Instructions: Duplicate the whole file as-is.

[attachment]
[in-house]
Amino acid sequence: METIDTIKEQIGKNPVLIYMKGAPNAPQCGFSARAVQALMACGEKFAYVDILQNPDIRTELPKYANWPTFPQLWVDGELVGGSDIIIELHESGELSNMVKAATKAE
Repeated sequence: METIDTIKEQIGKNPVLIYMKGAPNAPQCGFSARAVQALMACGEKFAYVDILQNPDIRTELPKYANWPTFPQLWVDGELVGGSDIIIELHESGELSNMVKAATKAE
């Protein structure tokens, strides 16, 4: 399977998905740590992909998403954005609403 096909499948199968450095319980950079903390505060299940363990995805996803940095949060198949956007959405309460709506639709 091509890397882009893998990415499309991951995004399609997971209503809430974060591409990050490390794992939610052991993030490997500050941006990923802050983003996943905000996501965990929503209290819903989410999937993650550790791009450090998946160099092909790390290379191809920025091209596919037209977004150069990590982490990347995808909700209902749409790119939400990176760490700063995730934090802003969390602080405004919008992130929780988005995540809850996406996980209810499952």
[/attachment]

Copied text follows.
[in-house]
Amino acid sequence: METIDTIKEQIGKNPVLIYMKGAPNAPQCGFSARAVQALMACGEKFAYVDILQNPDIRTELPKYANWPTFPQLWVDGELVGGSDIIIELHESGELSNMVKAATKAE
Repeated sequence: METIDTIKEQIGKNPVLIYMKGAPNAPQCGFSARAVQALMACGEKFAYVDILQNPDIRTELPKYANWPTFPQLWVDGELVGGSDIIIELHESGELSNMVKAATKAE
């Protein structure tokens, strides 16, 4: 399977998905740590992909998403954005609403 096909499948199968450095319980950079903390505060299940363990995805996803940095949060198949956007959405309460709506639709 091509890397882009893998990415499309991951995004399609997971209503809430974060591409990050490390794992939610052991993030490997500050941006990923802050983003996943905000996501965990929503209290819903989410999937993650550790791009450090998946160099092909790390290379191809920025091209596919037209977004150069990590982490990347995808909700209902749409790119939400990176760490700063995730934090802003969390602080405004919008992130929780988005995540809850996406996980209810499952």